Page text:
Cult of Personality

Former Vice President Mike Pence, a conservative Christian, seemed the ideal candidate for evangelicals, according to AFP.

But he was booed during the Road to the Majority conference in 2021 because he did not refuse to certify the election of Joe Biden, as Trump asked him, and he received only tepid applause this year.

Meanwhile, former New Jersey governor Chris Christie was booed for criticizing Trump, saying he had let the country down.

The Road to Majority conference is being held on the first anniversary of the U.S. Supreme Court’s termination of Roe v. Wade, the controversial abortion issue in the country.

A key component of the Christian political right is the anti-abortion movement.

GOP presidential candidates presented their hardline positions on abortion in an effort to challenge Trump in a case he is accused of disavowing.

Conservative Mike Pence challenged his rivals on this matter, pointing out that abortion law in the United States today is more consistent with China and North Korea. While Florida Governor Ron DeSantis was hailed for signing a resolution banning most abortions after six weeks of pregnancy, far beyond the 15-week period supported by moderate Republicans.

Trump also sparked fury among some leaders on the Christian right when he blamed harsh restrictions on abortion for Republican underperformance in the 2022 midterm election, and he has refused to commit to a federal ban during the 2024 campaign, the New York Times reported.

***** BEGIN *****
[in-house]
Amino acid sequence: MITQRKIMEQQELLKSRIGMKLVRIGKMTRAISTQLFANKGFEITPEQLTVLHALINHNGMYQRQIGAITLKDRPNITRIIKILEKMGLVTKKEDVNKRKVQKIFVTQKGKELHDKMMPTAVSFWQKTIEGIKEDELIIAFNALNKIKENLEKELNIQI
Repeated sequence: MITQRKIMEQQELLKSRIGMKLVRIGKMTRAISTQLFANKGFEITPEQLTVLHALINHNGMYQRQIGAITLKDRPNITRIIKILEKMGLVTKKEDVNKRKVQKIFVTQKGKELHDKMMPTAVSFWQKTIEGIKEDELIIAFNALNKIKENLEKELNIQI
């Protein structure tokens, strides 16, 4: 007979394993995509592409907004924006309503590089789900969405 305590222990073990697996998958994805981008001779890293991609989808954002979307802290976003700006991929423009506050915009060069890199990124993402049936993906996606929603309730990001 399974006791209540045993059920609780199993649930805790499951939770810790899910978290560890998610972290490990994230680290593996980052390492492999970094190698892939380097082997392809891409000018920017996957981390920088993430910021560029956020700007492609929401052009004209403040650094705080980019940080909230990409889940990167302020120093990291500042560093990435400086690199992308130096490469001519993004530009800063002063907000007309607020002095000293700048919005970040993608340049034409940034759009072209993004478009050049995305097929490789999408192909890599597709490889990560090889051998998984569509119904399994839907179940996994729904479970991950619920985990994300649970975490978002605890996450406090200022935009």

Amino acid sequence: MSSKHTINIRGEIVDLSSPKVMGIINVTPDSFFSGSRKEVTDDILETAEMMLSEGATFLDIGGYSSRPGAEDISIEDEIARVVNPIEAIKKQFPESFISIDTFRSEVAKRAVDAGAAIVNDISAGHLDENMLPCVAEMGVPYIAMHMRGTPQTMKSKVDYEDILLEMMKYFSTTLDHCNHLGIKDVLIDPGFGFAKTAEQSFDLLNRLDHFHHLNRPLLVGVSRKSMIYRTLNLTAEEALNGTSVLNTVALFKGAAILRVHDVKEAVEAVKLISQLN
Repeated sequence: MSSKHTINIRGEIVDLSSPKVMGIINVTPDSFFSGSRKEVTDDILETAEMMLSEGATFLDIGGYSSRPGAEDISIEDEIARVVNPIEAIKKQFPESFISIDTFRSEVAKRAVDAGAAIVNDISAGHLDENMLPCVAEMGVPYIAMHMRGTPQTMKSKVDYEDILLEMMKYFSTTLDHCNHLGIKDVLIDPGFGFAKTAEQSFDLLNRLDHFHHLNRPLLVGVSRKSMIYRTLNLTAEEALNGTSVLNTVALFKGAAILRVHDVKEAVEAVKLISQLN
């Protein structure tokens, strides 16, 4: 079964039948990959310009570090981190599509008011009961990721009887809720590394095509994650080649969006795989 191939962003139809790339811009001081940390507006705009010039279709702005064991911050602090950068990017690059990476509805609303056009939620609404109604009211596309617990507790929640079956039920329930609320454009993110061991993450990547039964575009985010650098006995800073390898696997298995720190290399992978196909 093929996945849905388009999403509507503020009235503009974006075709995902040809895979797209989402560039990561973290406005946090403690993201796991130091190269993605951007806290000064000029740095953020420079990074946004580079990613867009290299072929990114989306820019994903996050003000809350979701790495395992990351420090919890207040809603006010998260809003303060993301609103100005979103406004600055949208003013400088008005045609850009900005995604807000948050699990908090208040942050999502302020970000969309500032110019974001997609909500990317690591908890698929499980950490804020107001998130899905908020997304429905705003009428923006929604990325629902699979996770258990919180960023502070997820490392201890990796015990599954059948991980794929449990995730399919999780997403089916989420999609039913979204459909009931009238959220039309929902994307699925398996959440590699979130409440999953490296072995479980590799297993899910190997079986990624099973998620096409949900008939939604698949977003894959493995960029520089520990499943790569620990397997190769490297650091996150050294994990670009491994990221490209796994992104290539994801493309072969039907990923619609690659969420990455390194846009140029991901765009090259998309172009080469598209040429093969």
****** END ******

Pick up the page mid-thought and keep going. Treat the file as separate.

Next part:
But despite this, Trump, who was accused of moral and political corruption, was the star of the evangelical conference without any competition.

“I consider it a great badge of courage. I’m being indicted for you, and I believe that you are more than 200 million people that love our country,” Trump said.

“Together we’re warriors in a righteous crusade to stop the arsonists, the atheists, the globalists, and the Marxists. That’s what they are. And we will restore our Republic as one nation under God,” he added.

In turn, Michael Demastus, a pastor at the Fort Des Moines Church of Christ who attended the recent meeting with Trump in Iowa, described him as a force of nature who deserved credit for appointing conservative judges as well as moving the U.S. embassy in “Israel” from Tel Aviv to Jerusalem (al-Quds), another evangelical priority.

Ralph Reed, the founder and chairman of the Faith and Freedom Coalition, addressed accusations the group has become, in his words, a cult of personality around the former president, saying: “There is only one person we worship, and that is Jesus Christ.”

“Donald Trump is arguably the strongest front-runner and in the strongest position overall of anyone in my career,” he added.

Many of the officials present at the conference spoke of their approval of Trump’s record instead of commenting on his personality, and saw that he fights for his supporters in an exceptional way that no other politician has done.

However, anti-abortion activists blame Trump for his refusal to support the ban publicly, even if they credit him for the court’s decision in favor of overturning Roe v. Wade.

Suzzanne Monk, a 50-year-old conservative political activist, pointed to Trump being the first sitting president to attend the annual anti-abortion March for Life rally in Washington in 2020.